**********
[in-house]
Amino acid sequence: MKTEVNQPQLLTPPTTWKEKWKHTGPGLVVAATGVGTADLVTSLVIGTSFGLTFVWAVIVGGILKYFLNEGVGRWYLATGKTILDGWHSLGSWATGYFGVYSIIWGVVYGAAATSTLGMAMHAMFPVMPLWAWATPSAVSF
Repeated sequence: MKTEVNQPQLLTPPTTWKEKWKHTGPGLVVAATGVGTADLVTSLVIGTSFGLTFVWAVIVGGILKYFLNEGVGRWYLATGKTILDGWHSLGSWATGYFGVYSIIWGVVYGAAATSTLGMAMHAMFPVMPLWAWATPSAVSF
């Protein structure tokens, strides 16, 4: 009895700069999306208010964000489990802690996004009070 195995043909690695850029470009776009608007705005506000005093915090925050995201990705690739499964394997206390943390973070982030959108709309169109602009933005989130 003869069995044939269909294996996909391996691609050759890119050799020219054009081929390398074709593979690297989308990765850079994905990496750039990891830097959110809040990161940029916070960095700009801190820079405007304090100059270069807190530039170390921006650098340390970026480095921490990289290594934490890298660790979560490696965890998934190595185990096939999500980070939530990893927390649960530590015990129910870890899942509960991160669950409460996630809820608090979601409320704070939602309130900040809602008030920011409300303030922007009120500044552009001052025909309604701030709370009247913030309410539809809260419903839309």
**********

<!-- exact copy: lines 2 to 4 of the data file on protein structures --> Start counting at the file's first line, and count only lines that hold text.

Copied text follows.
Amino acid sequence: MKTEVNQPQLLTPPTTWKEKWKHTGPGLVVAATGVGTADLVTSLVIGTSFGLTFVWAVIVGGILKYFLNEGVGRWYLATGKTILDGWHSLGSWATGYFGVYSIIWGVVYGAAATSTLGMAMHAMFPVMPLWAWATPSAVSF
Repeated sequence: MKTEVNQPQLLTPPTTWKEKWKHTGPGLVVAATGVGTADLVTSLVIGTSFGLTFVWAVIVGGILKYFLNEGVGRWYLATGKTILDGWHSLGSWATGYFGVYSIIWGVVYGAAATSTLGMAMHAMFPVMPLWAWATPSAVSF
């Protein structure tokens, strides 16, 4: 009895700069999306208010964000489990802690996004009070 195995043909690695850029470009776009608007705005506000005093915090925050995201990705690739499964394997206390943390973070982030959108709309169109602009933005989130 003869069995044939269909294996996909391996691609050759890119050799020219054009081929390398074709593979690297989308990765850079994905990496750039990891830097959110809040990161940029916070960095700009801190820079405007304090100059270069807190530039170390921006650098340390970026480095921490990289290594934490890298660790979560490696965890998934190595185990096939999500980070939530990893927390649960530590015990129910870890899942509960991160669950409460996630809820608090979601409320704070939602309130900040809602008030920011409300303030922007009120500044552009001052025909309604701030709370009247913030309410539809809260419903839309």